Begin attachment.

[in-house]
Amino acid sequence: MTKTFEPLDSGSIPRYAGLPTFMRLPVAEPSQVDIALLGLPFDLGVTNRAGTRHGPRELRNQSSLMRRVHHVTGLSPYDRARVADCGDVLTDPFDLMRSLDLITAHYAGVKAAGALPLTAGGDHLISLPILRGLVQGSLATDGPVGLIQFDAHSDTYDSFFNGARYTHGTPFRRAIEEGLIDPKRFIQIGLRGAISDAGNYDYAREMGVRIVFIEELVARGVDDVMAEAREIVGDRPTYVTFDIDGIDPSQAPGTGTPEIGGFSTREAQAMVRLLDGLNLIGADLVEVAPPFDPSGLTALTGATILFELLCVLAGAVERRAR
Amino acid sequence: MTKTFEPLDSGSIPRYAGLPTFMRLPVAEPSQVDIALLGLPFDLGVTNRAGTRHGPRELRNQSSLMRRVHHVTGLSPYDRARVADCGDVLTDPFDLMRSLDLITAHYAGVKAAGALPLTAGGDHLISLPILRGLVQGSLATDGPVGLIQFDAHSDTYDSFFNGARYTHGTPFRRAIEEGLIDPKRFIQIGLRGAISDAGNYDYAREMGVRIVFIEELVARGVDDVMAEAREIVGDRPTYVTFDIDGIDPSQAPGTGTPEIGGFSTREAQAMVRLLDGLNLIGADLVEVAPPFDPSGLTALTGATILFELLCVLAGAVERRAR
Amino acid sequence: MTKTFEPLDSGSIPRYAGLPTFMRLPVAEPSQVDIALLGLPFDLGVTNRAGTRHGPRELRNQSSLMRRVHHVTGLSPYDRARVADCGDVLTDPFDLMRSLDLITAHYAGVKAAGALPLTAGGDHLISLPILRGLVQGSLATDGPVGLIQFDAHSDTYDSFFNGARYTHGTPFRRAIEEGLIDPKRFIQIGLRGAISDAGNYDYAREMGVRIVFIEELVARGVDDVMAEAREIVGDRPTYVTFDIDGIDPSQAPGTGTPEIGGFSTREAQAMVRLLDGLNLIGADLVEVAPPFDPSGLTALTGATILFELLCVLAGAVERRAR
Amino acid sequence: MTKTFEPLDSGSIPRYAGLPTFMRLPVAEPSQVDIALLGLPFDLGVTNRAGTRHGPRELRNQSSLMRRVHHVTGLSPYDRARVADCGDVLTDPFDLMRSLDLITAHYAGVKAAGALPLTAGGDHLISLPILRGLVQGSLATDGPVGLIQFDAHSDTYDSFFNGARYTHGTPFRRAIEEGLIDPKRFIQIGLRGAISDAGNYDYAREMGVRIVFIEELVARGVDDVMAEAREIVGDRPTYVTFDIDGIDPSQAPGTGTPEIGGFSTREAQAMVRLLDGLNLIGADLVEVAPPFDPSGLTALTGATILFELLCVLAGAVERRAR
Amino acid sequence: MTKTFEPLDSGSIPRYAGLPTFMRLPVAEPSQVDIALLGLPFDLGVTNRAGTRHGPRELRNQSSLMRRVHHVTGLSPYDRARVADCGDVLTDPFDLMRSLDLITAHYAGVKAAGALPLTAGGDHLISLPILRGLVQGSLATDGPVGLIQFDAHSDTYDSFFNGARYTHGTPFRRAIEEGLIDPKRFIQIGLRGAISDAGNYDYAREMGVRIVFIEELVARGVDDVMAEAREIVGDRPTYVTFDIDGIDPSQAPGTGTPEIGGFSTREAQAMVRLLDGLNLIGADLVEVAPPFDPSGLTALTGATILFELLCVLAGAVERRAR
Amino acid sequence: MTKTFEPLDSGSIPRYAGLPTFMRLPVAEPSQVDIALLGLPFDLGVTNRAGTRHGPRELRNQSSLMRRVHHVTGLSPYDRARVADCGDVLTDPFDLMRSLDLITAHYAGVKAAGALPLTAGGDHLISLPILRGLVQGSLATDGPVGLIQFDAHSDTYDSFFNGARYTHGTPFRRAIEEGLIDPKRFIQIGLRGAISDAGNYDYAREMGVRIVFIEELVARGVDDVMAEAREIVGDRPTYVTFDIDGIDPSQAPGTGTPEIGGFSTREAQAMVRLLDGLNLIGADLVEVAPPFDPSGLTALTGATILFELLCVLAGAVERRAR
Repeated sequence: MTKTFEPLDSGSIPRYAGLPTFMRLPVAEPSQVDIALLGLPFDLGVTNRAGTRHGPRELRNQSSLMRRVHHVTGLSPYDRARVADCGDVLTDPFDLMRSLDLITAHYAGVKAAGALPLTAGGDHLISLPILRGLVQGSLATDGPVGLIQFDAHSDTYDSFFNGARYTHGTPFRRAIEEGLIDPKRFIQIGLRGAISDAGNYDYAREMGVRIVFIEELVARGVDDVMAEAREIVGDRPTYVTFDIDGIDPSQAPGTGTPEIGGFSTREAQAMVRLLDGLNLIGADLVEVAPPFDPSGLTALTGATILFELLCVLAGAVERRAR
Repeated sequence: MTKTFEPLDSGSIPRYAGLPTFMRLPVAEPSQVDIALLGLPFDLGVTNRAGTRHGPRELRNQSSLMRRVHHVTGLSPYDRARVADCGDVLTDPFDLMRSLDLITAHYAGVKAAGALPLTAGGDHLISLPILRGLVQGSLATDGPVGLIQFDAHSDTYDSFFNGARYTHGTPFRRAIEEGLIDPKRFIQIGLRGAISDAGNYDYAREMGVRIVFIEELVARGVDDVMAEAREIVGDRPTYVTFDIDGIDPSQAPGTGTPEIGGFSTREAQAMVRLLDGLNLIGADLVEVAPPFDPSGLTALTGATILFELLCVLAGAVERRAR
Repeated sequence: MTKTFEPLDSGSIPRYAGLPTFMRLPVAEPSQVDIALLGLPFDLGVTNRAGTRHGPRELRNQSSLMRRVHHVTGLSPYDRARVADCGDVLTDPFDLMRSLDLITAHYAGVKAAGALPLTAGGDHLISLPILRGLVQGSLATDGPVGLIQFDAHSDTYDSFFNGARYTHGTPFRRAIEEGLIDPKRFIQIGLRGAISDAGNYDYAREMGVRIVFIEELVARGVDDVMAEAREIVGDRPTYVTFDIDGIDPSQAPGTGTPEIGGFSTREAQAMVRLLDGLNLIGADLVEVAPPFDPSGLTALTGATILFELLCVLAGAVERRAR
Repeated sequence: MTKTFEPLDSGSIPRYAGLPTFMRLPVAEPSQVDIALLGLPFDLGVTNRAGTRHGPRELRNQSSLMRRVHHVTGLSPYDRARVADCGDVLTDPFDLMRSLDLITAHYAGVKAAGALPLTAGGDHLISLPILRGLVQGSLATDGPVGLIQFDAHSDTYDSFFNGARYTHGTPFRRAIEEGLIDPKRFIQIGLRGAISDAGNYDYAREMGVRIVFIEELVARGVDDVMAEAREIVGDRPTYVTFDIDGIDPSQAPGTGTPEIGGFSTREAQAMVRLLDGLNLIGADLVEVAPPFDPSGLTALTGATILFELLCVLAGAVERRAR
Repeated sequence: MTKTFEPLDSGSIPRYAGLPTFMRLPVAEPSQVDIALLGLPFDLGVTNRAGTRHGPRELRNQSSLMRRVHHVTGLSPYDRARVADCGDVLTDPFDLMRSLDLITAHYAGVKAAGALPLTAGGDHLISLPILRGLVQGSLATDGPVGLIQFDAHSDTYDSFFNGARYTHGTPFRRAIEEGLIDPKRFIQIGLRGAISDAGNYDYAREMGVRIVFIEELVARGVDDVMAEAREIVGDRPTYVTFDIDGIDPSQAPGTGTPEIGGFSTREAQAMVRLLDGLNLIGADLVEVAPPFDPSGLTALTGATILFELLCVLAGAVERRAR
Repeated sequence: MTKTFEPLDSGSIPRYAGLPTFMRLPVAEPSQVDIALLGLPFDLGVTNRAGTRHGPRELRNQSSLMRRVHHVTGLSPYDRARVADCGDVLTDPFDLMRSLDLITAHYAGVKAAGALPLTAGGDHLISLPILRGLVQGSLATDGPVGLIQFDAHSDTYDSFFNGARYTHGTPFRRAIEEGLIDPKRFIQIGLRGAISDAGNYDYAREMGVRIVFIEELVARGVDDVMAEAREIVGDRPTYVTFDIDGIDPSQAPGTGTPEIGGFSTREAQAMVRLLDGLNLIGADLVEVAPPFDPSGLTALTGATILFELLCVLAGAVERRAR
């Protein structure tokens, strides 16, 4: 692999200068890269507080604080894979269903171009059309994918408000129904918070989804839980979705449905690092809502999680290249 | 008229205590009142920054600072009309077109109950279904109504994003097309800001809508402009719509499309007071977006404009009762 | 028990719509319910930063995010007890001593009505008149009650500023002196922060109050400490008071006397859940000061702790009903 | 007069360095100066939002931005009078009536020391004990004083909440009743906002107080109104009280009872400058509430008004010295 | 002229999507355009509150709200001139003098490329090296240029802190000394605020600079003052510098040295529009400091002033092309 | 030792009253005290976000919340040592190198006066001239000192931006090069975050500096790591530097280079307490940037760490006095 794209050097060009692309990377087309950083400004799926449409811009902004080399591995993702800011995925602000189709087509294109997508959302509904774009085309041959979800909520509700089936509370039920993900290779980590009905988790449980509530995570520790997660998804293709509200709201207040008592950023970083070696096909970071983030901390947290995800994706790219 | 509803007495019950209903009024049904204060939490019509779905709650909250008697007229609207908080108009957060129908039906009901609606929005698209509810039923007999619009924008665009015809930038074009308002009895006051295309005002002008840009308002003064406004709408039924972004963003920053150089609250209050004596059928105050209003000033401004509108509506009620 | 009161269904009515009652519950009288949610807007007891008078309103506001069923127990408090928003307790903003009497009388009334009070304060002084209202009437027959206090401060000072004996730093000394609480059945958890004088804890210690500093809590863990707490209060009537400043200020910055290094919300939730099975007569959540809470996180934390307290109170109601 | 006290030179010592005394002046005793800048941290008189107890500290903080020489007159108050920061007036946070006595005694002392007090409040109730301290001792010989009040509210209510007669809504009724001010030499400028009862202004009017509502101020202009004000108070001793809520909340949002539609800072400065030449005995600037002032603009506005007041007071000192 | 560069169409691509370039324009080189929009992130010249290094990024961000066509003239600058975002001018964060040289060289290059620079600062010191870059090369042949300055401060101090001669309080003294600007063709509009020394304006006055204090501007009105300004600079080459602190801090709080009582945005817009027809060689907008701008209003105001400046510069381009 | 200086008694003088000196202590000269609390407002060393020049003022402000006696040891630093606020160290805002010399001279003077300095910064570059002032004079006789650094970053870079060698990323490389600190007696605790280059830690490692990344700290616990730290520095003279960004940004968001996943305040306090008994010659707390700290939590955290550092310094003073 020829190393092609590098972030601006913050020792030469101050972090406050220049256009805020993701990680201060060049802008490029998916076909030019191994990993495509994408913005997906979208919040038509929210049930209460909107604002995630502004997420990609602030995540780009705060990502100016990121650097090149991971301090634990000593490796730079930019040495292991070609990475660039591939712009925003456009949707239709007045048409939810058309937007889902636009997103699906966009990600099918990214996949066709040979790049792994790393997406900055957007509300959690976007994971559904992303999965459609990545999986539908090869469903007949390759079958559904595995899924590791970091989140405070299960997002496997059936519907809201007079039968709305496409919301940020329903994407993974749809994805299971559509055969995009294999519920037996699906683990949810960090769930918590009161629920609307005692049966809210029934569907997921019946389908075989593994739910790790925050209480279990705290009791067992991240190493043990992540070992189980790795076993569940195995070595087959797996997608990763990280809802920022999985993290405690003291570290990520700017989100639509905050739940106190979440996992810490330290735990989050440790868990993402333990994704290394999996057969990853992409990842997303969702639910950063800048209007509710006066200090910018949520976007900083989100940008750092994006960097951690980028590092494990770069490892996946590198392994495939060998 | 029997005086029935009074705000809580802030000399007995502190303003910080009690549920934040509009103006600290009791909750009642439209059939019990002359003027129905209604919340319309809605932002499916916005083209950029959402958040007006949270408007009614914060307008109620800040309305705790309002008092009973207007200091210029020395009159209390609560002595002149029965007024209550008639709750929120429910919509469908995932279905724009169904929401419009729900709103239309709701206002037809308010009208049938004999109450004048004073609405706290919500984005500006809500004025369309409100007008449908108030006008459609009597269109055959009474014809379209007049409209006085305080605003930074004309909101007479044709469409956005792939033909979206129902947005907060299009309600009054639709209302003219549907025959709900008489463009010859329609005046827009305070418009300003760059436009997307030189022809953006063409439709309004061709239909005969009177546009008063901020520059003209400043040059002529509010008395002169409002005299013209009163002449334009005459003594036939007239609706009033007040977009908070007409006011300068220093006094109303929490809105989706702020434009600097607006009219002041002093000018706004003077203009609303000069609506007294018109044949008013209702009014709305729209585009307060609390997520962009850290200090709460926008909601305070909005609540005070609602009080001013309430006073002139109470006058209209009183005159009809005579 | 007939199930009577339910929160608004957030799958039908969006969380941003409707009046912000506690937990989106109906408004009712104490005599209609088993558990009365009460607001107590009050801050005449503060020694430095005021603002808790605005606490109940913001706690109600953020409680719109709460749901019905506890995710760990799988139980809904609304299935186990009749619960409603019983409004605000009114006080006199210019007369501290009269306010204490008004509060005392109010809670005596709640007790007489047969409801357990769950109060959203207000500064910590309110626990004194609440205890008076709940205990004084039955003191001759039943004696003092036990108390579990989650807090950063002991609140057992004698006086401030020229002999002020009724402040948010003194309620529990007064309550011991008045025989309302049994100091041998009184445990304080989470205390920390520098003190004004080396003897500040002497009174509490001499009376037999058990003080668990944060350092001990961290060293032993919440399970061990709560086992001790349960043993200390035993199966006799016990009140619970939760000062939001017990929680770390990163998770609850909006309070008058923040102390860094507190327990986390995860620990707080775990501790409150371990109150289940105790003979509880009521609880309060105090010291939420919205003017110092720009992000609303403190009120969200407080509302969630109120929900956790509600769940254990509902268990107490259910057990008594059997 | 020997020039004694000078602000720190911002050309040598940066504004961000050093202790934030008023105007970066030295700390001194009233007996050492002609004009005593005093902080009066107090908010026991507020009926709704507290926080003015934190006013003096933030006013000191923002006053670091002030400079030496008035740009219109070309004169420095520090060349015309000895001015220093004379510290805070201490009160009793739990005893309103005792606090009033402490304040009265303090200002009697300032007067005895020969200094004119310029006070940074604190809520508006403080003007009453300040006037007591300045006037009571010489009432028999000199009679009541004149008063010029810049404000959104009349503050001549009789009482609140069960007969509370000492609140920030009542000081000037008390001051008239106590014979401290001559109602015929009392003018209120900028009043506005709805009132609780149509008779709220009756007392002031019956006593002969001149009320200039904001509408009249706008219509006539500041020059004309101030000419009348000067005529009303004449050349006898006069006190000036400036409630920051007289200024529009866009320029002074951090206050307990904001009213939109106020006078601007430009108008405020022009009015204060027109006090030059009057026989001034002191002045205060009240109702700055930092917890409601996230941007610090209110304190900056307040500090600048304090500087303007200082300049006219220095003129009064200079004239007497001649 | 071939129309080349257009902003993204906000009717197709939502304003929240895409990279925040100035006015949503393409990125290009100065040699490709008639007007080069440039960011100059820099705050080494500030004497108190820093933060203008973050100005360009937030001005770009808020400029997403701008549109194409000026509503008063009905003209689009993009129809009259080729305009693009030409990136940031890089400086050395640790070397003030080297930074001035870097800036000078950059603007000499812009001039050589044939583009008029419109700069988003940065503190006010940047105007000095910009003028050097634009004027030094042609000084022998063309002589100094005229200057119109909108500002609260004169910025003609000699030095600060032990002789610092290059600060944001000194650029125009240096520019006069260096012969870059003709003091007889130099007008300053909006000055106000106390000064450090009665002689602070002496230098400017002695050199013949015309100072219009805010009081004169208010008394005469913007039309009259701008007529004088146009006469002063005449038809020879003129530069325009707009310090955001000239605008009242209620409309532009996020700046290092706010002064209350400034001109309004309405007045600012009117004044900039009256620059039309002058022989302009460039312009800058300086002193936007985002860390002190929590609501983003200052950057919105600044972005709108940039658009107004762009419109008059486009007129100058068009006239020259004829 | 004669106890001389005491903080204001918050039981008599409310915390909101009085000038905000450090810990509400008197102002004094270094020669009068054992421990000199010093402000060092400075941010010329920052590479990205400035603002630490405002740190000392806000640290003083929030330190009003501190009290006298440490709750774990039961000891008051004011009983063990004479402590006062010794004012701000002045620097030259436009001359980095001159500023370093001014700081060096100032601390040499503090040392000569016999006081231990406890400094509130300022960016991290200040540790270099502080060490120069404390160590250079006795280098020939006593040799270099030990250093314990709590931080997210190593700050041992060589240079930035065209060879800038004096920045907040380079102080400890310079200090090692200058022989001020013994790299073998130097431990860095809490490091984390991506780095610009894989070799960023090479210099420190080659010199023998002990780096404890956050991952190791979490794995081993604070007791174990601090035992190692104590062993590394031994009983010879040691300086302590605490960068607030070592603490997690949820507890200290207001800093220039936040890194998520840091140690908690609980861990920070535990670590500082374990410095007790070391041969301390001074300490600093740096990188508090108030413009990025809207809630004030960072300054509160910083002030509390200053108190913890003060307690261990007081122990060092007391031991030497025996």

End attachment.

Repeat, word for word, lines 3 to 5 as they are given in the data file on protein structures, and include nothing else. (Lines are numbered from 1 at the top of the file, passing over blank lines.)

Amino acid sequence: MTKTFEPLDSGSIPRYAGLPTFMRLPVAEPSQVDIALLGLPFDLGVTNRAGTRHGPRELRNQSSLMRRVHHVTGLSPYDRARVADCGDVLTDPFDLMRSLDLITAHYAGVKAAGALPLTAGGDHLISLPILRGLVQGSLATDGPVGLIQFDAHSDTYDSFFNGARYTHGTPFRRAIEEGLIDPKRFIQIGLRGAISDAGNYDYAREMGVRIVFIEELVARGVDDVMAEAREIVGDRPTYVTFDIDGIDPSQAPGTGTPEIGGFSTREAQAMVRLLDGLNLIGADLVEVAPPFDPSGLTALTGATILFELLCVLAGAVERRAR
Amino acid sequence: MTKTFEPLDSGSIPRYAGLPTFMRLPVAEPSQVDIALLGLPFDLGVTNRAGTRHGPRELRNQSSLMRRVHHVTGLSPYDRARVADCGDVLTDPFDLMRSLDLITAHYAGVKAAGALPLTAGGDHLISLPILRGLVQGSLATDGPVGLIQFDAHSDTYDSFFNGARYTHGTPFRRAIEEGLIDPKRFIQIGLRGAISDAGNYDYAREMGVRIVFIEELVARGVDDVMAEAREIVGDRPTYVTFDIDGIDPSQAPGTGTPEIGGFSTREAQAMVRLLDGLNLIGADLVEVAPPFDPSGLTALTGATILFELLCVLAGAVERRAR
Amino acid sequence: MTKTFEPLDSGSIPRYAGLPTFMRLPVAEPSQVDIALLGLPFDLGVTNRAGTRHGPRELRNQSSLMRRVHHVTGLSPYDRARVADCGDVLTDPFDLMRSLDLITAHYAGVKAAGALPLTAGGDHLISLPILRGLVQGSLATDGPVGLIQFDAHSDTYDSFFNGARYTHGTPFRRAIEEGLIDPKRFIQIGLRGAISDAGNYDYAREMGVRIVFIEELVARGVDDVMAEAREIVGDRPTYVTFDIDGIDPSQAPGTGTPEIGGFSTREAQAMVRLLDGLNLIGADLVEVAPPFDPSGLTALTGATILFELLCVLAGAVERRAR